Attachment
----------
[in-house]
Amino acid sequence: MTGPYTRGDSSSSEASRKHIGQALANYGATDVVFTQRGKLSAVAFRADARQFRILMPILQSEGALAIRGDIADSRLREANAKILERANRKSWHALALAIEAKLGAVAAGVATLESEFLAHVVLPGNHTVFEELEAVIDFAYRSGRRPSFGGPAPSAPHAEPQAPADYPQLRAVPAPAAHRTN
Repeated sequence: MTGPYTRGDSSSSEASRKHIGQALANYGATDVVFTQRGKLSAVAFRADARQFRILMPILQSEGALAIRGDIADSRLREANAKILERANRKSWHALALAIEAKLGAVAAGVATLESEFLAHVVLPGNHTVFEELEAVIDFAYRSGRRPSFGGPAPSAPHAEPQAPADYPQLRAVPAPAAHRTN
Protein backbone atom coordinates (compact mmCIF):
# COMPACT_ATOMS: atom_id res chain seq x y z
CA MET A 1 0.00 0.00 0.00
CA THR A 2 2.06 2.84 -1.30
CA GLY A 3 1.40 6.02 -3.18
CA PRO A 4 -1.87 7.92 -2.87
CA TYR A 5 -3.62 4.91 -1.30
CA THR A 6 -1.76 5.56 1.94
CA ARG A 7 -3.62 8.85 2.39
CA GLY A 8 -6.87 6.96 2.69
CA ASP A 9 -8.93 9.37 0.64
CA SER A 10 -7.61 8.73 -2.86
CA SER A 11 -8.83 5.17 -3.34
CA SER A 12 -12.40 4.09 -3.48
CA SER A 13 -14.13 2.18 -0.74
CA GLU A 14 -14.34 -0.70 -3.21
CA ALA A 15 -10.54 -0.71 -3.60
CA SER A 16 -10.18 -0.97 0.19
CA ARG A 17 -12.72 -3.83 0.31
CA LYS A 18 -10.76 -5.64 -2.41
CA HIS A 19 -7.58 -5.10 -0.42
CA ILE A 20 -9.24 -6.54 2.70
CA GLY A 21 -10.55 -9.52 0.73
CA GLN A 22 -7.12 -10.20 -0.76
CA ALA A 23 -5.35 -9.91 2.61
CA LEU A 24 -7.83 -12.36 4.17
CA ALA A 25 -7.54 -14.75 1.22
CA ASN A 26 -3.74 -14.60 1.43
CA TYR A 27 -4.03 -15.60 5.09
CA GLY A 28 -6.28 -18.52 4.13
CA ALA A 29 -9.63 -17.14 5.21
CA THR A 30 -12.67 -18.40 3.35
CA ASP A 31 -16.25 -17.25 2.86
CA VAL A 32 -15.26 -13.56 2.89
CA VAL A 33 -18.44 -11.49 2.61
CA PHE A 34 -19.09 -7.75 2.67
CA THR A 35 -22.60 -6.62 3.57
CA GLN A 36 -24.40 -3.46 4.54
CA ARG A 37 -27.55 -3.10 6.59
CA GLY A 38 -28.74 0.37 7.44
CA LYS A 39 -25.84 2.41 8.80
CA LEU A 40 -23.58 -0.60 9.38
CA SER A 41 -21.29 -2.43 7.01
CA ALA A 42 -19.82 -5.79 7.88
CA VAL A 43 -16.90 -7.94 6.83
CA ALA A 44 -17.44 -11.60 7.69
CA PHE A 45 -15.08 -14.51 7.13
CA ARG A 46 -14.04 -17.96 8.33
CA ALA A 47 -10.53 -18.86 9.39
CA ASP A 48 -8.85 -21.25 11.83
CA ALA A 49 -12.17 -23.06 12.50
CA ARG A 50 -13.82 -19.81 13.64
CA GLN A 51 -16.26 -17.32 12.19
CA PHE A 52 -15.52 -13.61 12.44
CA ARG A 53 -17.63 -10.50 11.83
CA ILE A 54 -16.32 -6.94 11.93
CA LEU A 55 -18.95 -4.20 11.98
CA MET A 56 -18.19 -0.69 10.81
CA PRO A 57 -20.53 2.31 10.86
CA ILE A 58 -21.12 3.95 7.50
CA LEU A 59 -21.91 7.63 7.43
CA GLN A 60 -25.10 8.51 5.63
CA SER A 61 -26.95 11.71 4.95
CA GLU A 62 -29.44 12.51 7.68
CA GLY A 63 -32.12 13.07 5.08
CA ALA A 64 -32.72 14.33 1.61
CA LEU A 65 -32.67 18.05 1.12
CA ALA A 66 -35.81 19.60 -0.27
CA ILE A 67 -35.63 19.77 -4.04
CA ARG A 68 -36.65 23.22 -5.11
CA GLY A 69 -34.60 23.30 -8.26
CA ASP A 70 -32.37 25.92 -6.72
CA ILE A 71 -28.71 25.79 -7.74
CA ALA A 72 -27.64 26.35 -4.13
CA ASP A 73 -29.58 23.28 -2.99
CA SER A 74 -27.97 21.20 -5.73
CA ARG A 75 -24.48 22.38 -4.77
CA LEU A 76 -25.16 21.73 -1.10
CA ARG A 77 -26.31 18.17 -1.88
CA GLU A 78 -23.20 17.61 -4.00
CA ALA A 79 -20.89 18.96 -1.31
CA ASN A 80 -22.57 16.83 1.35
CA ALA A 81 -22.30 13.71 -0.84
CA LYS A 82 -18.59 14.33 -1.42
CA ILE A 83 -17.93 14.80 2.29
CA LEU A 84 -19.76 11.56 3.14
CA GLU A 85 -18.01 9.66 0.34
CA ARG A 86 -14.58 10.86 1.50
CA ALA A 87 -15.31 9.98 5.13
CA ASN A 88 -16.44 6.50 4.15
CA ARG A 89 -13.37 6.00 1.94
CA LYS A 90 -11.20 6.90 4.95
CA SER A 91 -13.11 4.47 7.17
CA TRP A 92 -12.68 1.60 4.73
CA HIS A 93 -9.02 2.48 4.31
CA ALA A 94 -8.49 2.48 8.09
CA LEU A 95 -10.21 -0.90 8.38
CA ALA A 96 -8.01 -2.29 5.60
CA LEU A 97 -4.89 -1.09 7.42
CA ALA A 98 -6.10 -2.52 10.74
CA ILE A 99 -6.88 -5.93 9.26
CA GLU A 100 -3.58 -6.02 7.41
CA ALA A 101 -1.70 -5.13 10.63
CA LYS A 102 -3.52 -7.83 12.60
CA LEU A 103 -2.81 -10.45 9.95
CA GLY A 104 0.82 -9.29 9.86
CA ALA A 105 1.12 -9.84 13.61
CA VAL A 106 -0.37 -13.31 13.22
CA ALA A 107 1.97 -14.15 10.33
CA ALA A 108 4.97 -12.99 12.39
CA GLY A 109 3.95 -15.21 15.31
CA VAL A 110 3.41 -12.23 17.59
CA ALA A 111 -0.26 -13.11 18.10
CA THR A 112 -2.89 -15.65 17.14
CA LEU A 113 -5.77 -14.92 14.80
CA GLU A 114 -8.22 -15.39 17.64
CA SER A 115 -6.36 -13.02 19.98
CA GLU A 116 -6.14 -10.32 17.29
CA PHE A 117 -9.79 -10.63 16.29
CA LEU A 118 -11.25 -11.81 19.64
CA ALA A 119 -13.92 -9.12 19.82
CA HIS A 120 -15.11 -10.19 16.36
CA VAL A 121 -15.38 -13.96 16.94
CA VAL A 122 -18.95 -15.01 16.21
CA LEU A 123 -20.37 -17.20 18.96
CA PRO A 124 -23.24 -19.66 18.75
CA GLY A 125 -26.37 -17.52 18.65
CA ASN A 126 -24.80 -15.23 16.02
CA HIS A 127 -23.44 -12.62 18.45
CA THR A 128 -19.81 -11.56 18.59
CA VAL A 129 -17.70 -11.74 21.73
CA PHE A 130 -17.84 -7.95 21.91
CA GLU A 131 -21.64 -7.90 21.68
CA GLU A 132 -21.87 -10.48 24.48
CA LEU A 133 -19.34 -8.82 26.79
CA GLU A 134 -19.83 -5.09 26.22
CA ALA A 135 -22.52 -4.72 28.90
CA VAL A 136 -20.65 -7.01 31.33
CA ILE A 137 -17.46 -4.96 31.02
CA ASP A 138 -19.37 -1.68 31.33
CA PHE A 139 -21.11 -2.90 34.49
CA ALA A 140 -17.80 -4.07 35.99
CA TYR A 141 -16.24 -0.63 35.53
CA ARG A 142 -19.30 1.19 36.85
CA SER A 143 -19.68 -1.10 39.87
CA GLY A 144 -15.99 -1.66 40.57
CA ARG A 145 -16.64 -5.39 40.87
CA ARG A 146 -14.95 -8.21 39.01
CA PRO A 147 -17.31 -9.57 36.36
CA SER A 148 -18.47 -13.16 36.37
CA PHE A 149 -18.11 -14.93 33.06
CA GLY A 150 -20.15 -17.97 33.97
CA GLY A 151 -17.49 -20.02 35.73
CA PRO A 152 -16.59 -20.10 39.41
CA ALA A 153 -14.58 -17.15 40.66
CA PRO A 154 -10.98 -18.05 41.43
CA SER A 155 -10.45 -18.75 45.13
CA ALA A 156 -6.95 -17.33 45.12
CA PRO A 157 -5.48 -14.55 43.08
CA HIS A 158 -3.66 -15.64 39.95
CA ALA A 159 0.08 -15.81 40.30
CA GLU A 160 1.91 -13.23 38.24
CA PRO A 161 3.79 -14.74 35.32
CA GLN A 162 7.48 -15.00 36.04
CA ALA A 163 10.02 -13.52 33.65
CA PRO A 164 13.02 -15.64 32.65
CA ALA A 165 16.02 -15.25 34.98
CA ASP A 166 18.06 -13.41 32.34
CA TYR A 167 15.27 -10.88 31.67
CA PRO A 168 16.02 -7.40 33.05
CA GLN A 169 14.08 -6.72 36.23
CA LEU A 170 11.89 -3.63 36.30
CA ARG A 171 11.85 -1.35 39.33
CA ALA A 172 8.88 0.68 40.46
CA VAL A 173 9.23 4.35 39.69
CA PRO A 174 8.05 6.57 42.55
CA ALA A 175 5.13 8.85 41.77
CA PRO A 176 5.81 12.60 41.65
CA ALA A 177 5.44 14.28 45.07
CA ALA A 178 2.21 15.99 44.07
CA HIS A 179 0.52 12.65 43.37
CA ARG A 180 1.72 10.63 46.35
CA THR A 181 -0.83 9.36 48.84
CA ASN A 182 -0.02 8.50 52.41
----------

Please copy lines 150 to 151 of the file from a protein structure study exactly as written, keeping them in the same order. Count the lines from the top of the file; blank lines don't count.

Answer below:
CA ARG A 145 -16.64 -5.39 40.87
CA ARG A 146 -14.95 -8.21 39.01